Back in the days around the distribution number 20, I already had problems with installing nvidia drivers from the repository. Issues like graphical glitching, steam missing libraries, etc. As such, I now wanted to try again. Besides the graphical glitches and steam lib 32 compatibility I have also encountered screen stuttering, graphical artifacts, etc. None of these ever happened to me with the official nvidia installer.

I was made aware that the nvidia installer was not trustable. I do not know why it is different from the package, but I am totally inclined to learn a new way should there be one. Given that so many people do not have any problems with the repositories, it would be great to have a step-by-step installation for all the packages I would need.
Indeed, there are several repository for nvidia and I do not know which one is the most trustable or more stable.
I would like to know which packages should I install and which ones should I uninstall maybe. Also, as I am using the nvidia installer, which libraries do I have to manually remove, etc.?
Don’t point me to a search through google please, I have done all that and it’s precisely because I’ve done all that, that I’m asking you because maybe you will have more informations about which files should not be present at the time of installation or things like that. Or if it must be done on a fresh installation maybe, those kind of details.

Even if the nvidia installer would do a proper job each time, there is still one thing I could not manage function correctly. This is the the cuda compatibilities with boinc applications.
I would be grateful if someone has any clue on how to include it since it is only for fedora 29.

I would be using the graphic card essentially for gaming with steam, Boinc application. I don’t know if this is relevant but is the graphic card 1080 Ti known to have any issues?

thanks in advance for all your answers.

1 Like

Still no one got any good feedback about one specific repos who would work correctly and install everything for 3D acceleration but also cuda ?

Did you install CUDA?

You can follow the documentation from rpmfusion for installing the drivers and CUDA from nvidia.

Or you can use the negativo17 repo to source both the driver and CUDA, although this repo is outside the official Fedora sphere.

In any case you may have to play with making sure the right GCC version is used for CUDA, by installing the version required by CUDA in addition to what the system provides, and/or modifying source files so that CUDA compiles with the correct GCC version.

@fasulia Okey and how make I sure there are no interferences from other repos? Because as I said, I got countless problems about those repos whether it’s graphical.options that did show up like fps on every window that I didn’t ask, updates problems, instabilities with some steam games which I didn’t have with the official installer, artifacts with those games too etc.
So maybe I didn’t got all the packages right, maybe I got too much packages, maybe there were interferences from other repos, etc…
Is there a correct way to clean everything and then install it right?

"Cuda" problem 1
dnf install cuda-gcc cuda-gcc-c++ -y
Dropbox Repository 72 kB/s | 25 kB 00:00
Errors during downloading metadata for repository ‘Dropbox’:

  • Status code: 404 for http://linux.dropbox.com/fedora/32/repodata/repomd.xml (IP: 52.84.109.105)
    Error: Failed to download metadata for repo ‘Dropbox’: Cannot download repomd.xml: Cannot download repodata/repomd.xml: All mirrors were tried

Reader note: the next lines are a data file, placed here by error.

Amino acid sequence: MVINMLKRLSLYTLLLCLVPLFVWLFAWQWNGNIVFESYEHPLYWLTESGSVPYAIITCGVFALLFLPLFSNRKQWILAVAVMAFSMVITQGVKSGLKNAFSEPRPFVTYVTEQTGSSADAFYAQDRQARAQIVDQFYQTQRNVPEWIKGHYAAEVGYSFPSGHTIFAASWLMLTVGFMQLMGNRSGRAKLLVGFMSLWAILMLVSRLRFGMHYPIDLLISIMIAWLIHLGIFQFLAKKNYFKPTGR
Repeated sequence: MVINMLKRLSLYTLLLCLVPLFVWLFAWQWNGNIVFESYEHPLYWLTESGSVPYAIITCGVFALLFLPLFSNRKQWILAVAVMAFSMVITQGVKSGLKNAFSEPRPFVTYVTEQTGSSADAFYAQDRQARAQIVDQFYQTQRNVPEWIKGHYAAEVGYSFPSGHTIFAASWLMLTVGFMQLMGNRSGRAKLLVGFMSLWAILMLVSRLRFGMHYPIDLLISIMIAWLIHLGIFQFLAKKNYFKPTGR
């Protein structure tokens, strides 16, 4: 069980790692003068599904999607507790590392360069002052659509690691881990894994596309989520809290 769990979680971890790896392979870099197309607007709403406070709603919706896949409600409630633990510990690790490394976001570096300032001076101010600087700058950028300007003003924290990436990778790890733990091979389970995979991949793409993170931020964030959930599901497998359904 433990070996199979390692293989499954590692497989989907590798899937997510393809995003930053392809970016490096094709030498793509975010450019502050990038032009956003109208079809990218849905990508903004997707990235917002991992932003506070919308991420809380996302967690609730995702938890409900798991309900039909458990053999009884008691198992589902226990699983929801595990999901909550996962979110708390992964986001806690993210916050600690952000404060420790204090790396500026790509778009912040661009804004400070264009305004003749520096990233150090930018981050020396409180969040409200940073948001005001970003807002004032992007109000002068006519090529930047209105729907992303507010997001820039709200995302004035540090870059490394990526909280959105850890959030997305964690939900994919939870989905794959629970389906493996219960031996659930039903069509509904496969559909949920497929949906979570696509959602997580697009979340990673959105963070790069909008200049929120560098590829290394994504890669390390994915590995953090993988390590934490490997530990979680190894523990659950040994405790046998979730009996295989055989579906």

Tárolók mellőzése: Dropbox
    Az utolsó metaadat lejárati ellenőrzés ennyi ideje volt: 0:17:39, ekkor: 2020. júl. 16., csütörtök, 14:57:50 CEST.
    Hiba:
    Probléma 1: conflicting requests
  • nothing provides gcc = 9.3.1-3.fc32 needed by cuda-gcc-c+±9.3.1-3.fc32.x86_64
    Probléma 2: problem with installed package gcc-10.1.1-1.fc32.x86_64
  • package gcc-10.1.1-1.fc32.x86_64 requires cpp = 10.1.1-1.fc32, but none of the providers can be installed
  • package gcc-10.0.1-0.11.fc32.x86_64 requires cpp = 10.0.1-0.11.fc32, but none of the providers can be installed
  • cannot install both cpp-9.3.1-3.fc32.x86_64 and cpp-10.1.1-1.fc32.x86_64
  • cannot install both cpp-10.1.1-1.fc32.x86_64 and cpp-9.3.1-3.fc32.x86_64
  • cannot install both cpp-10.0.1-0.11.fc32.x86_64 and cpp-9.3.1-3.fc32.x86_64
  • package cuda-gcc-9.3.1-3.fc32.x86_64 requires cpp = 9.3.1-3.fc32, but none of the providers can be installed
  • conflicting requests
    (adja hozzá a(z) „–allowerasing” kapcsolót az ütköző csomagok lecseréléséhez vagy „–skip-broken” a nem telepíthető csomagok kihagyásához)

"Cuda" problem 2
dnf install devtoolset-8-toolchain
CentOS-7 - SCLo rh 19 MB/s | 14 MB 00:00
Dropbox Repository 480 kB/s | 25 kB 00:00
Errors during downloading metadata for repository ‘Dropbox’:

  • Status code: 404 for http://linux.dropbox.com/fedora/32/repodata/repomd.xml (IP: 52.84.109.114)
    Error: Failed to download metadata for repo ‘Dropbox’: Cannot download repomd.xml: Cannot download repodata/repomd.xml: All mirrors were tried
    Tárolók mellőzése: Dropbox
    Az utolsó metaadat lejárati ellenőrzés ennyi ideje volt: 0:00:03, ekkor: 2020. júl. 16., csütörtök, 15:20:11 CEST.
    Hiba:
    Probléma: conflicting requests
  • package devtoolset-8-toolchain-8.0-2.bs1.el7.x86_64 requires devtoolset-8-gdb, but none of the providers can be installed
  • package devtoolset-8-toolchain-8.0-2.el7.x86_64 requires devtoolset-8-gdb, but none of the providers can be installed
  • package devtoolset-8-toolchain-8.1-1.el7.x86_64 requires devtoolset-8-gdb, but none of the providers can be installed
  • nothing provides libmpfr.so.4()(64bit) needed by devtoolset-8-gdb-8.2-2.bs1.el7.x86_64
  • nothing provides libmpfr.so.4()(64bit) needed by devtoolset-8-gdb-8.2-2.el7.x86_64
  • nothing provides libmpfr.so.4()(64bit) needed by devtoolset-8-gdb-8.2-3.el7.x86_64